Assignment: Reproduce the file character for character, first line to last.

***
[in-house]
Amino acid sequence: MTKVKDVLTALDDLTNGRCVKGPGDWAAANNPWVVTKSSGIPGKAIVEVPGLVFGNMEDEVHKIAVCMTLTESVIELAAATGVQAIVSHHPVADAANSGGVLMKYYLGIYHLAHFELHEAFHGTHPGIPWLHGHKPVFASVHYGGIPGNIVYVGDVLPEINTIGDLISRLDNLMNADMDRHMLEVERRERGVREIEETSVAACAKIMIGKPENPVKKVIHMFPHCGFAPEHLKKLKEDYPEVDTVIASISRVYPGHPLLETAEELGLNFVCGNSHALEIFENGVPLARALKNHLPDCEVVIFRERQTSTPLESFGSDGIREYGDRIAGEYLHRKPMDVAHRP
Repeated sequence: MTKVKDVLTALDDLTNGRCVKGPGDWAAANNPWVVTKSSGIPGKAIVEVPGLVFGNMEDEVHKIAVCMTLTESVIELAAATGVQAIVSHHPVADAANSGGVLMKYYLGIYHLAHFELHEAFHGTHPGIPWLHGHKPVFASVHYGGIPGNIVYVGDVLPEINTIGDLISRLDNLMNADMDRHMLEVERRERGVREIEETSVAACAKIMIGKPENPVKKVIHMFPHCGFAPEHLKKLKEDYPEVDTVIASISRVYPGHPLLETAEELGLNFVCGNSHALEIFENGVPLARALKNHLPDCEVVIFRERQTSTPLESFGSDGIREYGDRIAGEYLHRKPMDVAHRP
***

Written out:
[in-house]
Amino acid sequence: MTKVKDVLTALDDLTNGRCVKGPGDWAAANNPWVVTKSSGIPGKAIVEVPGLVFGNMEDEVHKIAVCMTLTESVIELAAATGVQAIVSHHPVADAANSGGVLMKYYLGIYHLAHFELHEAFHGTHPGIPWLHGHKPVFASVHYGGIPGNIVYVGDVLPEINTIGDLISRLDNLMNADMDRHMLEVERRERGVREIEETSVAACAKIMIGKPENPVKKVIHMFPHCGFAPEHLKKLKEDYPEVDTVIASISRVYPGHPLLETAEELGLNFVCGNSHALEIFENGVPLARALKNHLPDCEVVIFRERQTSTPLESFGSDGIREYGDRIAGEYLHRKPMDVAHRP
Repeated sequence: MTKVKDVLTALDDLTNGRCVKGPGDWAAANNPWVVTKSSGIPGKAIVEVPGLVFGNMEDEVHKIAVCMTLTESVIELAAATGVQAIVSHHPVADAANSGGVLMKYYLGIYHLAHFELHEAFHGTHPGIPWLHGHKPVFASVHYGGIPGNIVYVGDVLPEINTIGDLISRLDNLMNADMDRHMLEVERRERGVREIEETSVAACAKIMIGKPENPVKKVIHMFPHCGFAPEHLKKLKEDYPEVDTVIASISRVYPGHPLLETAEELGLNFVCGNSHALEIFENGVPLARALKNHLPDCEVVIFRERQTSTPLESFGSDGIREYGDRIAGEYLHRKPMDVAHRP